The second day we boarded the paddlewheeler The Spirit of Peoria, for a one day cruise up the Illinois River to Starved Rock State Park. The boat folks took all our luggage directly to Starved Rock, so all we had to do was don our name tags and get on the boat for breakfast (and lunch, and wine and cheese, and dinner). My husband and I have taken river cruises on the Mississippi Queen, and while this is a much smaller boat with no staterooms, the experience was similar. The main thing you do is sit and watch the shore pass by, look for birds and turtles, comment on bridges and little towns. There is some music, a "riverlorian' to fill passengers in on local landmarks and history, and a bit of entertainment. In this case the entertainment was some storytelling and a sing along. At the end of a relaxing, warm day we arrived at Starved Rock, were trolleyed up to the CCC built log lodge, and treated to a short presentation by a Mark Twain impersonator (sort of Hal Holbrook lite).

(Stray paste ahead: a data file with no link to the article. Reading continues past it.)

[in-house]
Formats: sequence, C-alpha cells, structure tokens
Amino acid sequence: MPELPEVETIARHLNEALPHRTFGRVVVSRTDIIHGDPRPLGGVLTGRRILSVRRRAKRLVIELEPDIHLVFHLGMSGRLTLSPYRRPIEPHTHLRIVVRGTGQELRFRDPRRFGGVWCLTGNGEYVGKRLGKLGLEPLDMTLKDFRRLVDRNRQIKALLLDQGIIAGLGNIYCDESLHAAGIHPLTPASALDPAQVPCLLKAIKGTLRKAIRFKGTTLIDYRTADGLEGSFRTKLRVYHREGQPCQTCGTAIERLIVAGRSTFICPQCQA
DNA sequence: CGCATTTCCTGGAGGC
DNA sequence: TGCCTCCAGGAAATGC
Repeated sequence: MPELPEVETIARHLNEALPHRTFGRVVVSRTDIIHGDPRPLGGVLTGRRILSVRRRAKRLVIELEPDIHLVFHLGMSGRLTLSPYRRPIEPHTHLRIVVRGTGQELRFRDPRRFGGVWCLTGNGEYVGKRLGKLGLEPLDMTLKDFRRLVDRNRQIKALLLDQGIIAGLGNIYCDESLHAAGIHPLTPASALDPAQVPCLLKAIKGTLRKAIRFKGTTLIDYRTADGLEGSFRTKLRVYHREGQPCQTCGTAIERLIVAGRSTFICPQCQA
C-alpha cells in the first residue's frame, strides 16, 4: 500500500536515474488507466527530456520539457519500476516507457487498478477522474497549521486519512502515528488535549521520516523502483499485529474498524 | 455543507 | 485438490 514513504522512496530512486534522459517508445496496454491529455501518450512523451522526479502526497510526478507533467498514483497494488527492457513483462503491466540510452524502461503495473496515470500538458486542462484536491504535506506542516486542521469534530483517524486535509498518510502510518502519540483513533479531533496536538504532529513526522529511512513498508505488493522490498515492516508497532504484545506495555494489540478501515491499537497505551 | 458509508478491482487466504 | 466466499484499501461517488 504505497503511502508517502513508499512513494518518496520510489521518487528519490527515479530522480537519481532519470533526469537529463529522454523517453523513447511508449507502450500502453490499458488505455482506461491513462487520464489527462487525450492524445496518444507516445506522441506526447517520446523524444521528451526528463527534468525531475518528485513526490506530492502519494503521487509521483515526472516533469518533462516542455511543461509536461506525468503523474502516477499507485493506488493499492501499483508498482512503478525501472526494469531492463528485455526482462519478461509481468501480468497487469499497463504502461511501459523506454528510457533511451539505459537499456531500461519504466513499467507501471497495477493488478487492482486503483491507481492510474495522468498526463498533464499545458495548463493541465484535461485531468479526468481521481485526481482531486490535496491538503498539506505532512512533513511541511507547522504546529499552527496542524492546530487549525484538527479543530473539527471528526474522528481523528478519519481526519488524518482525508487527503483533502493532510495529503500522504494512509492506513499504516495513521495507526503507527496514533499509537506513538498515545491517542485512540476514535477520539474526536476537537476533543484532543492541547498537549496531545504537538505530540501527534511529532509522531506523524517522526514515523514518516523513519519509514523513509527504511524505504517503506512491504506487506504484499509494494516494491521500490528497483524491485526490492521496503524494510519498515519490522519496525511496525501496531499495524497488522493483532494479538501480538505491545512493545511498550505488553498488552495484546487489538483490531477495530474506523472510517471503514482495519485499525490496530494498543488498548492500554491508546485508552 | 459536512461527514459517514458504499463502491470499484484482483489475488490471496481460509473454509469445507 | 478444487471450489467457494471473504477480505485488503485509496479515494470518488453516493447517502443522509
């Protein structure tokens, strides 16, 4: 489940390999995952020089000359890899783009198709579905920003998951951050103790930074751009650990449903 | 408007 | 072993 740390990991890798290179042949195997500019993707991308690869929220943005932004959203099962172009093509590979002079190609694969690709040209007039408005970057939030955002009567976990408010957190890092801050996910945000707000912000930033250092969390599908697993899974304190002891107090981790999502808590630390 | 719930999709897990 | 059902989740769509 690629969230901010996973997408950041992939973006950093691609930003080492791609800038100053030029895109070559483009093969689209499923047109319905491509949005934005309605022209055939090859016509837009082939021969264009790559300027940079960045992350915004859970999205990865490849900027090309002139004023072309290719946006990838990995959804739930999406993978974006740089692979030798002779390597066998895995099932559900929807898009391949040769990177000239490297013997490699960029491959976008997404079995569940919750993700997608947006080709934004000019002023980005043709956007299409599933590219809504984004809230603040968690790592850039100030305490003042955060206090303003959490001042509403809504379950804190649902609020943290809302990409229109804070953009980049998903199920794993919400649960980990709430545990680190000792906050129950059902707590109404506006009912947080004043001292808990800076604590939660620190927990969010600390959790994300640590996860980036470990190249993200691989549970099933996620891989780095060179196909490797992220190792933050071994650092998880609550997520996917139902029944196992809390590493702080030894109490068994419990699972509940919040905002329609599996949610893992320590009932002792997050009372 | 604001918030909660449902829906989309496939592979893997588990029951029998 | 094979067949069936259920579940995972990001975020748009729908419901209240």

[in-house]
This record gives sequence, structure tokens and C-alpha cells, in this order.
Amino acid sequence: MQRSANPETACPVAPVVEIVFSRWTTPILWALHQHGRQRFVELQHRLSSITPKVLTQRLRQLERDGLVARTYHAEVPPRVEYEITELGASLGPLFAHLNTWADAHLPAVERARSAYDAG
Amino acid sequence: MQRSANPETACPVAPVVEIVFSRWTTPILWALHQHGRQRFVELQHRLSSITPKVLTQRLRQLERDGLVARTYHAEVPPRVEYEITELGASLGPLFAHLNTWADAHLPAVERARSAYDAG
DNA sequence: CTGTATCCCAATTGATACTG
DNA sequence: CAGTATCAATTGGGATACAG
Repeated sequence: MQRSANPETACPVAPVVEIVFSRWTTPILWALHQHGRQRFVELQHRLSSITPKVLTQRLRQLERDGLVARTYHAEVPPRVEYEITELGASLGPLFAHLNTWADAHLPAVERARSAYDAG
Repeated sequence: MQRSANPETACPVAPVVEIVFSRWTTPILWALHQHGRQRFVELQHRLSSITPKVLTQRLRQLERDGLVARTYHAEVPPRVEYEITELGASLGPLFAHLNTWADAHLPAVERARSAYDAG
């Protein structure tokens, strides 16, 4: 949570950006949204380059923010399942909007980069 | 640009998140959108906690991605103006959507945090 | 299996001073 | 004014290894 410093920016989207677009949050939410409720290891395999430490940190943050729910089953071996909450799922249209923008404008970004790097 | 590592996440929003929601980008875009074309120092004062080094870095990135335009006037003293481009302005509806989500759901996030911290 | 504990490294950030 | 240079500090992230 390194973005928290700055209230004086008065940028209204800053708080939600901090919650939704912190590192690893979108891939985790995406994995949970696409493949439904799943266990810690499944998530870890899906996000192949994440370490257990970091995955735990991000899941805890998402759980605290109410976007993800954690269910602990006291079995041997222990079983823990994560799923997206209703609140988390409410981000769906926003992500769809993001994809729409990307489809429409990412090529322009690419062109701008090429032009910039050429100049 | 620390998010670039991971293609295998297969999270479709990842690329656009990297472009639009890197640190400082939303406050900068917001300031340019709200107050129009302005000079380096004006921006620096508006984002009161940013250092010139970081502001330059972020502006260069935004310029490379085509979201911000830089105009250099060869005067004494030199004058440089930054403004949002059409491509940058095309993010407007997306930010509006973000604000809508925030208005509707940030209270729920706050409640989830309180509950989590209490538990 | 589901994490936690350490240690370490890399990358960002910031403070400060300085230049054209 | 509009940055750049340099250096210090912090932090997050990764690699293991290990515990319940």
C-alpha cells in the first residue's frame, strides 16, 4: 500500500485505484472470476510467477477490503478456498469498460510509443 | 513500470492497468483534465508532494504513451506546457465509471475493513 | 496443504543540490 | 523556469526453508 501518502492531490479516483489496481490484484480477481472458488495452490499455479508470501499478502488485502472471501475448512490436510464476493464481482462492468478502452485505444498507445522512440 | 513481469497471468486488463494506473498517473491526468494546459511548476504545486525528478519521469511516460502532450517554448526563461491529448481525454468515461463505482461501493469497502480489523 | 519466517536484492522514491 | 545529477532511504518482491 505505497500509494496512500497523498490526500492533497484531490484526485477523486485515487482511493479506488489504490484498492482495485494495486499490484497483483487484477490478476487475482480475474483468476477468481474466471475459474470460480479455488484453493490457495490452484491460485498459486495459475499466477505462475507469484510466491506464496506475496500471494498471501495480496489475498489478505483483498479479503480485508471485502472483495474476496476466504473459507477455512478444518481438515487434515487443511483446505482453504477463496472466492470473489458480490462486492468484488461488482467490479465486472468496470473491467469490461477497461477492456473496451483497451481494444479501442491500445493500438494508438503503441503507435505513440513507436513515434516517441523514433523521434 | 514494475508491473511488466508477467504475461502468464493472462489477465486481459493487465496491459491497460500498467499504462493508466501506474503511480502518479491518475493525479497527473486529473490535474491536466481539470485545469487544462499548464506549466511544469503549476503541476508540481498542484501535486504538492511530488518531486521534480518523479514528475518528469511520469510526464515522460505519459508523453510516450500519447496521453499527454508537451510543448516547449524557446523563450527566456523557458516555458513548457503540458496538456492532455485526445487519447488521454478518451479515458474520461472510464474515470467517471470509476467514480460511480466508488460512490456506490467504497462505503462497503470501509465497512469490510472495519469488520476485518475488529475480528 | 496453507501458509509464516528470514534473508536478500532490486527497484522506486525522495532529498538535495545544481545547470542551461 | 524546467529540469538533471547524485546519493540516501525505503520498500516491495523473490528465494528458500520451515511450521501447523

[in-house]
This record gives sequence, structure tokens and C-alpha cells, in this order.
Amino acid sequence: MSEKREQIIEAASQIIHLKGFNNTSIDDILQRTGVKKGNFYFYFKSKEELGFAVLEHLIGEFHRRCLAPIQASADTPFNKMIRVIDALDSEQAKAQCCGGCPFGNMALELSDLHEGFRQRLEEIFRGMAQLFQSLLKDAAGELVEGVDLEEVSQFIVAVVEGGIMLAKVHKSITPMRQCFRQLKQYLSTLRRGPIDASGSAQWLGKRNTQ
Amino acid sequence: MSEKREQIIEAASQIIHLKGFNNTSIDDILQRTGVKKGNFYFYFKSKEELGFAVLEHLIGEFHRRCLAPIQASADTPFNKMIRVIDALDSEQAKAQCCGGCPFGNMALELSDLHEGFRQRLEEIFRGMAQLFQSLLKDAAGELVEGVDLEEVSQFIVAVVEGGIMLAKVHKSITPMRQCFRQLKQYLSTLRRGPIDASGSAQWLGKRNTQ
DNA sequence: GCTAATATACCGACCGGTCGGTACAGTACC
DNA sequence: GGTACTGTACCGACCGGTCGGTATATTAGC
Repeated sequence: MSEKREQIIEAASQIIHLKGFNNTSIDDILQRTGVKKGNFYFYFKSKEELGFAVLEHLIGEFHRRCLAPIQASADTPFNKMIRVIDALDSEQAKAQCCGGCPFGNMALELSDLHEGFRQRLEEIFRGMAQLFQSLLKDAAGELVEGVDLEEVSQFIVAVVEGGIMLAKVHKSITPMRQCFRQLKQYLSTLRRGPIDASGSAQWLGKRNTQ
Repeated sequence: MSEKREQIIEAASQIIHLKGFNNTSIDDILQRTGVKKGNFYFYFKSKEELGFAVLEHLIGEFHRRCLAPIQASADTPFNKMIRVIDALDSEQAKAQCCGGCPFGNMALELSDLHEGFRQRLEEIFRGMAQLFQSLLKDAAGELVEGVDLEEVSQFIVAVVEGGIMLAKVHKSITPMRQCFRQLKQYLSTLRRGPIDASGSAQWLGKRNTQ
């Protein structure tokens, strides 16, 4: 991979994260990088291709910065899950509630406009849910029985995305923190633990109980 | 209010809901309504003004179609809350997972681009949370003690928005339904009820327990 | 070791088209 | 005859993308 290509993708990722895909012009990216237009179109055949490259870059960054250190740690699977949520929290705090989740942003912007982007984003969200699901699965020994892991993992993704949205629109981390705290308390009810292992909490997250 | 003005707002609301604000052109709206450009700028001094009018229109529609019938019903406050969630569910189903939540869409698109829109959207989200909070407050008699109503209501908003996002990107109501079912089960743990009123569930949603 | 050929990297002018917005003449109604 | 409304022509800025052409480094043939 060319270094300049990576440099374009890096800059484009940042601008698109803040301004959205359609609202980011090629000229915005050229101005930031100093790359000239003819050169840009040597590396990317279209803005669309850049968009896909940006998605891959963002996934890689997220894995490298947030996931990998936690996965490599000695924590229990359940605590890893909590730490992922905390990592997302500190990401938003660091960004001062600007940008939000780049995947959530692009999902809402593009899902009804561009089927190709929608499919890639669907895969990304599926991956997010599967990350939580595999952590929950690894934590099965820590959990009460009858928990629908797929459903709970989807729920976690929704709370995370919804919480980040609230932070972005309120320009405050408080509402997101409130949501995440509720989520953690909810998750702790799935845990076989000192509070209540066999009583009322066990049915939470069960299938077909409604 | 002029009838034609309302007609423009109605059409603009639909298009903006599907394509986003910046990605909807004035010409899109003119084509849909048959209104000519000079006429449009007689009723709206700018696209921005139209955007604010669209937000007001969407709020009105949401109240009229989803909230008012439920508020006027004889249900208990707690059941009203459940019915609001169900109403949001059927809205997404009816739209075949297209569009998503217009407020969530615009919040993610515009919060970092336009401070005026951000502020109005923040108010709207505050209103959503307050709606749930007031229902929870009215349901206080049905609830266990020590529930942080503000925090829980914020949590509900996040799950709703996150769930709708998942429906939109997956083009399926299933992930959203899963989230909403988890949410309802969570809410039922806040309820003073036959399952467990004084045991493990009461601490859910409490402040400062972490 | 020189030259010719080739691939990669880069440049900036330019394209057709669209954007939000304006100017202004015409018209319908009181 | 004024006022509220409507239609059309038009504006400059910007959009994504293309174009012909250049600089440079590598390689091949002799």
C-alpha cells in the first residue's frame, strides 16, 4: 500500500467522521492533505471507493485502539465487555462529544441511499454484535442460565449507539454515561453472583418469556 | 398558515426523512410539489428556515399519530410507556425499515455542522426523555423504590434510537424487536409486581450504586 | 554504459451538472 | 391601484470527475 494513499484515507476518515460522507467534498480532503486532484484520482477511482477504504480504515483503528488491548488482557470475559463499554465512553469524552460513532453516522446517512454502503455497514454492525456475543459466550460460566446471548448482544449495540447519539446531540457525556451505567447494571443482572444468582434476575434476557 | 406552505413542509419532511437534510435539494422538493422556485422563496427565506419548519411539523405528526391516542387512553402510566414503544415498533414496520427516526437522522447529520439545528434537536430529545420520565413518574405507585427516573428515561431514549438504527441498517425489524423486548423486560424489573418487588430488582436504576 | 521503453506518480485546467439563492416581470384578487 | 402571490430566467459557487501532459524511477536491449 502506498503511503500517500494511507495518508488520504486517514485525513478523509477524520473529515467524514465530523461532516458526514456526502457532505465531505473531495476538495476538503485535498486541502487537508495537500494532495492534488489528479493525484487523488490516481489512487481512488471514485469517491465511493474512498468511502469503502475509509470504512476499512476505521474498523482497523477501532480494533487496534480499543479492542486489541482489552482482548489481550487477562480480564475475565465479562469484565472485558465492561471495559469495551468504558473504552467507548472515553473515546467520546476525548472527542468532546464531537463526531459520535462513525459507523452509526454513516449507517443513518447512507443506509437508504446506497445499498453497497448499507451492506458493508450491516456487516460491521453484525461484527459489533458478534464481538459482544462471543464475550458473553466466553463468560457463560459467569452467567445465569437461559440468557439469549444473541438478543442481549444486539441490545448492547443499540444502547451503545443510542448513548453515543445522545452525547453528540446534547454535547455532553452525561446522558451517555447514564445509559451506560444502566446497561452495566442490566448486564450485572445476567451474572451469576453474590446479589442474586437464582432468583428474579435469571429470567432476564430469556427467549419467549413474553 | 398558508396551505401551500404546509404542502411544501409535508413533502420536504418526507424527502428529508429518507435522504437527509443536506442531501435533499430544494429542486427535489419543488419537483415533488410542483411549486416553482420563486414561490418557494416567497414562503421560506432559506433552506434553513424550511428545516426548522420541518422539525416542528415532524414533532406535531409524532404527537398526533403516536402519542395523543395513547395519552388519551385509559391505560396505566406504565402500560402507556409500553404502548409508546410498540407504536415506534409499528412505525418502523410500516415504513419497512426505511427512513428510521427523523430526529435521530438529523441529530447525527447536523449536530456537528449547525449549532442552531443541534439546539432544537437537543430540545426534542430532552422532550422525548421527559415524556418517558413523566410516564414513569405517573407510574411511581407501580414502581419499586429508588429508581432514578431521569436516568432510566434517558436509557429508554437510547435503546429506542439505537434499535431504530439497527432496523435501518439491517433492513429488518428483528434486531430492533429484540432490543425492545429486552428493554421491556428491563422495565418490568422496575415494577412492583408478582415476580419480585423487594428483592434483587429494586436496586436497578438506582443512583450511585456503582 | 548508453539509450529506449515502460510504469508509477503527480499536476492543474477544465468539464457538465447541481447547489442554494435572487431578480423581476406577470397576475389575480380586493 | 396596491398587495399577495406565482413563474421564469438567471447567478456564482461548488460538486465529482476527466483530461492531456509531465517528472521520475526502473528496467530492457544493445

The third day started with the usual buffet, and a hike to the actual Starved Rock. That was followed by a couple short introductory films about the park and the CCC at the visitor center. Then it was back to the lodge for a presentation by a show and tell lecture about local Native American culture by an energetic retired botanist. Another buffet. I skipped the second half of the lecture and a Native American dancer to do some sketching and take a longer hike back into a couple of Starved Rock's beautiful green canyons. I felt the need to make some personal choices about my time, and to be briefly away from the large group. We had a nice sit-down dinner, including a cake for a couple celebrating their fiftieth wedding anniversary and a woman who turned eighty (she didn't look it). After dinner a couple who rehabilitate raptors described their program and showed us an injured bald eagle, a peregrine falcon, and a great horned owl. I found that talk to be fascinating, and I had trouble taking my eyes off the owl, who swiveled its head better than Linda Blair.